She spent the summer training for her 11th world cup season, a career that began in 2004 at age 17.
“My goals are based on my summer training,” she said. “I plan to make subtle changes in my jump takeoffs and the path of my skis through the moguls in order to make my skiing as powerful and efficient as possible. My goal is to consistently ski the best I can at each competition while enjoying the entire world cup tour.”
Joining Kearney on the world cup circuit will be Olympic teammates Patrick Deneen, Heidi Kloser, and brothers Bradley and Byron Wilson. Also on the A team are Sho Kashima and Sophia Schwartz. Kashima and Kloser are expected to begin competing in mid-season after recovering from injuries. Bradley Wilson will miss the opener in Ruka due to an injury.
The aerials team includes the return of Olympians Ashley Caldwell and Mac Bohonnon, who placed fifth at the Sochi Games at age 18. Caldwell, a former gymnast whose acrobatic moves are equaled by few women in the world, finished 10th in both Sochi and Vancouver, and will be looked upon to help carry the team in the shadow of Cook’s retirement.
Bohonnon was named FIS World Cup Rookie of the Year after getting his first podium finish, a silver medal, in 2014. Also on the national team are Mike Rossi, the bronze medalist at the 2014 U.S. championships, and Dylan Ferguson, a two-time national champion who was named to the 2010 Olympic Team but is still seeking his first Olympic action after appendicitis kept him out in 2010.
Five Things To Know:
HAGER STEPS IN: Garth Hager is no stranger to the U.S. Freestyle Team or to Steamboat, Colorado, a popular area for freestylers. After skiing world cup moguls for nine years, Hager began his coaching career in 2002 as head coach of the Steamboat Springs Winter Sports Club. He joined the national team in 2004 and was technical moguls coach the last eight years in addition to being the lead coach for 2010 Olympic champion Hannah Kearney.
RECORD NUMBERS: Three-time Olympian Hannah Kearney’s numbers are impressive: two Olympic medals, including a gold medal in 2010; 63 world cup medals; 42 world cup wins; eight world cup championships. “The statistics highlight some of the proudest moments of my career goals,” she said. “They represent goals I’ve achieved and adversities I’ve overcome.”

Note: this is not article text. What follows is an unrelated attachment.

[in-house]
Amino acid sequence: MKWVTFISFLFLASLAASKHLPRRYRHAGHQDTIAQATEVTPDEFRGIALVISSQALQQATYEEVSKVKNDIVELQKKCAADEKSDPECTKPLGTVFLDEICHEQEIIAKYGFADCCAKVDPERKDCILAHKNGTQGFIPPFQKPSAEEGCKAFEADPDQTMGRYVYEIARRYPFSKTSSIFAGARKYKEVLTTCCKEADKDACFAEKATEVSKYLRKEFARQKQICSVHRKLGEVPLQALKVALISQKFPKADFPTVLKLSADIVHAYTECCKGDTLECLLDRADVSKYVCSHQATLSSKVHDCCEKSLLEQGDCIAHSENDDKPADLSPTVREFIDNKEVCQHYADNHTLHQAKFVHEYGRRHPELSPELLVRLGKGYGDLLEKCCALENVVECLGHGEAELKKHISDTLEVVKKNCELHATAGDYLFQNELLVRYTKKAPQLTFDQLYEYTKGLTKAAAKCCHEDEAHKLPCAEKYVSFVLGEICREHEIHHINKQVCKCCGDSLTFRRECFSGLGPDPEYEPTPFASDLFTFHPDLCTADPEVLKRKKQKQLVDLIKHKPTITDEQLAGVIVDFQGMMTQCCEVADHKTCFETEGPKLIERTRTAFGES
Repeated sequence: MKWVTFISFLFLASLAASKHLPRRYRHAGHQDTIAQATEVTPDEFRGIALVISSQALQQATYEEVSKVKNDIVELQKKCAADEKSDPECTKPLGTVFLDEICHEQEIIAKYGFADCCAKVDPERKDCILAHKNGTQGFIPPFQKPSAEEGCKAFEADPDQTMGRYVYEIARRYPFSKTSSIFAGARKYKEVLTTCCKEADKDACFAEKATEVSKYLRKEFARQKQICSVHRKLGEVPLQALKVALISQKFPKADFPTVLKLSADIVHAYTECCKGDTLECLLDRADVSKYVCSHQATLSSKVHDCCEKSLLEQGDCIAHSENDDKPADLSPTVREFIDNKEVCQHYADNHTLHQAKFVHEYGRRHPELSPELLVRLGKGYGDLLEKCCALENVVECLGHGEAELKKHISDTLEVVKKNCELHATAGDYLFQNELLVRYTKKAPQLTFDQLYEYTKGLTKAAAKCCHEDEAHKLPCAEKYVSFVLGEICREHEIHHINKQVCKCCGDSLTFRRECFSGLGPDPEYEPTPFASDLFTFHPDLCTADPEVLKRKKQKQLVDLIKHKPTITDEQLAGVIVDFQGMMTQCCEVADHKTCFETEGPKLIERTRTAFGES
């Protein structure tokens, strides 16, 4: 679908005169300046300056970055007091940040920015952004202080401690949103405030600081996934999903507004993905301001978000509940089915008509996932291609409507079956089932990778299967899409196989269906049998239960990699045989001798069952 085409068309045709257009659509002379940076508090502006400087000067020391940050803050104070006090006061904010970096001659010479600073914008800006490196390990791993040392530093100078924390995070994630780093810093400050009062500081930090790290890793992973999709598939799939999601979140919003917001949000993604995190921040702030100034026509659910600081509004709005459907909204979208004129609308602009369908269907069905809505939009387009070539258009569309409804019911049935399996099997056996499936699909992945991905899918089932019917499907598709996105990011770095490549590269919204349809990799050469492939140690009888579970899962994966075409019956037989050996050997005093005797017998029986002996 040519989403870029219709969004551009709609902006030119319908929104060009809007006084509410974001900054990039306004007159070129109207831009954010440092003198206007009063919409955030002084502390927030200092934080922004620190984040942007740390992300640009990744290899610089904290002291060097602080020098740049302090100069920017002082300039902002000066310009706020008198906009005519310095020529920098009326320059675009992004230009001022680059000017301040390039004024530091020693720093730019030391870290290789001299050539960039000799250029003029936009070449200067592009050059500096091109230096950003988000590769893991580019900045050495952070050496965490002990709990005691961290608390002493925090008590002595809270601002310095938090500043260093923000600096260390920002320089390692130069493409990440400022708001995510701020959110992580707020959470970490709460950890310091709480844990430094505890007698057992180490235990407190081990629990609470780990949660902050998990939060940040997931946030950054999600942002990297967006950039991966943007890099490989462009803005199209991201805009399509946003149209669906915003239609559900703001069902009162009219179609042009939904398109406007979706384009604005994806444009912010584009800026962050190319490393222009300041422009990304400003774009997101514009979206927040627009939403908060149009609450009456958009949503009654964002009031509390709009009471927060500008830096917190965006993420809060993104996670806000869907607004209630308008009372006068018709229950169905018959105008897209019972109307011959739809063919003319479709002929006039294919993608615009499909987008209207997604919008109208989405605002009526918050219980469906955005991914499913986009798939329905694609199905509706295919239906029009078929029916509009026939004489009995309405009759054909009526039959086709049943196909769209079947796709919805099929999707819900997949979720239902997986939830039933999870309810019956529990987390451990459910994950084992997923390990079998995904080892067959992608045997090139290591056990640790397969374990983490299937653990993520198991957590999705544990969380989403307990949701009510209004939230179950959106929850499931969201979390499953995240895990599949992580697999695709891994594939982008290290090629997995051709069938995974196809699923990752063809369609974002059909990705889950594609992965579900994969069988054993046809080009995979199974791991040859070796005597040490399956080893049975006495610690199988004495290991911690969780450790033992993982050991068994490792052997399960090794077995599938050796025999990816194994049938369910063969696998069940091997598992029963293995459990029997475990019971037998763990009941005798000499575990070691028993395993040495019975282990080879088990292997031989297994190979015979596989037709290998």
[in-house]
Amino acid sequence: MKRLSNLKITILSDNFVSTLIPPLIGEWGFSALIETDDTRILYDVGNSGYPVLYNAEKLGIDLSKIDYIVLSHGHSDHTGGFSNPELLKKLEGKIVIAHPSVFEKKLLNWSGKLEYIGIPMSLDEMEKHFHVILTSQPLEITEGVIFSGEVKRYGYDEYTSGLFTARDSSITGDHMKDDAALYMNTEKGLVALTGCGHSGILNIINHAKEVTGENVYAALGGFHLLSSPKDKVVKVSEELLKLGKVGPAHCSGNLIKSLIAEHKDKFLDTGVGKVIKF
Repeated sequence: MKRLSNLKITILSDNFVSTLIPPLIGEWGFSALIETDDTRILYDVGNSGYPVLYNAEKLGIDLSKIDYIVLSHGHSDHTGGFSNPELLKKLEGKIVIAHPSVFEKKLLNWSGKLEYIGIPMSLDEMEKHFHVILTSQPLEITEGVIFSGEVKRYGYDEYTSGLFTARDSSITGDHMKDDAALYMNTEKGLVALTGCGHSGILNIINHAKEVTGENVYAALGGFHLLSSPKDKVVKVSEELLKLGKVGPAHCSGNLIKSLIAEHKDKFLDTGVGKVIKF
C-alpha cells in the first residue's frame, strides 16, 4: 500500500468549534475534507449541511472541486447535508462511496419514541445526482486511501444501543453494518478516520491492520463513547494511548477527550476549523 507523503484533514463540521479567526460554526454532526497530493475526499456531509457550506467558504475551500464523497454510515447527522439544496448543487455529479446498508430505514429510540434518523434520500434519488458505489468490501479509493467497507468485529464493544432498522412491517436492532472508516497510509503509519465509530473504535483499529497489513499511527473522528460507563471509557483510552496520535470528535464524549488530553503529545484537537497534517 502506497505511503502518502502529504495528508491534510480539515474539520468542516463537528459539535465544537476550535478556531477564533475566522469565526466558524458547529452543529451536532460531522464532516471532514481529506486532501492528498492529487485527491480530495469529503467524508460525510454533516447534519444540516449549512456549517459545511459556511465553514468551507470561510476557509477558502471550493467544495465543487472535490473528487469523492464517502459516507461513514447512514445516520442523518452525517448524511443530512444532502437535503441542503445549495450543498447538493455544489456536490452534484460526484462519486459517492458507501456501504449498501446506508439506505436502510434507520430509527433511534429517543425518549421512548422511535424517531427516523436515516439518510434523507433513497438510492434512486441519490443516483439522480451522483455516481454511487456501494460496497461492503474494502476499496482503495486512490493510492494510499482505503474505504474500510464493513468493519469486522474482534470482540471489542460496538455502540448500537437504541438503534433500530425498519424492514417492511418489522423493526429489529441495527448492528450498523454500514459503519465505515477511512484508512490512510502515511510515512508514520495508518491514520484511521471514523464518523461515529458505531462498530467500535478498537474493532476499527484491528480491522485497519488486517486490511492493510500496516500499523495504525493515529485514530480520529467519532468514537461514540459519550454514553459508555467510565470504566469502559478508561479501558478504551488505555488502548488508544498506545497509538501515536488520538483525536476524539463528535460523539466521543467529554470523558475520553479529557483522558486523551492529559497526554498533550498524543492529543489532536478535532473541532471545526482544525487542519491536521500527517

LOOKING FOR DAYLIGHT: While training in Ruka, Finland, for the season-opening moguls world cup, the U.S. team had barely three hours of sunlight to work with due to the country‘s extreme northern location. Sun block definitely not needed. Saturday, the first day of competition, the sun will rise at 10:30 a.m. and set at 1:25 p.m.
WILSON BROTHERS: Bryon and Bradley Wilson both bring Olympic experience to the moguls team. Bryon won a bronze medal at the Vancouver 2010 Olympic Winter Games and younger brother Bradley made his Olympic debut last February in Sochi, finishing 20th. Bradley won the national championship in 2013 over a second-place finish by Bryon.
RISING IN AERIALS: Mac Bohonnon, a fifth-place finisher in his Olympic debut in Sochi, will be a skier to watch when the aerials world cup season begins Dec. 20 in Beijing. A second-place world cup finish clinched his spot on the U.S. Olympic Team and he’ll be looking for more podium finishes this season. He classified a new trick he has been working on as “top secret.”
Paul D. Bowker has been writing about Olympic sports since 1990 and was Olympic assistant bureau chief for Morris Communications at the Atlanta 1996 Olympic Games. He also writes about Olympic sports for the Springfield (Mass.) Republican. Bowker has written for TeamUSA.org since 2010 as a freelance contributor on behalf of Red Line Editorial, Inc.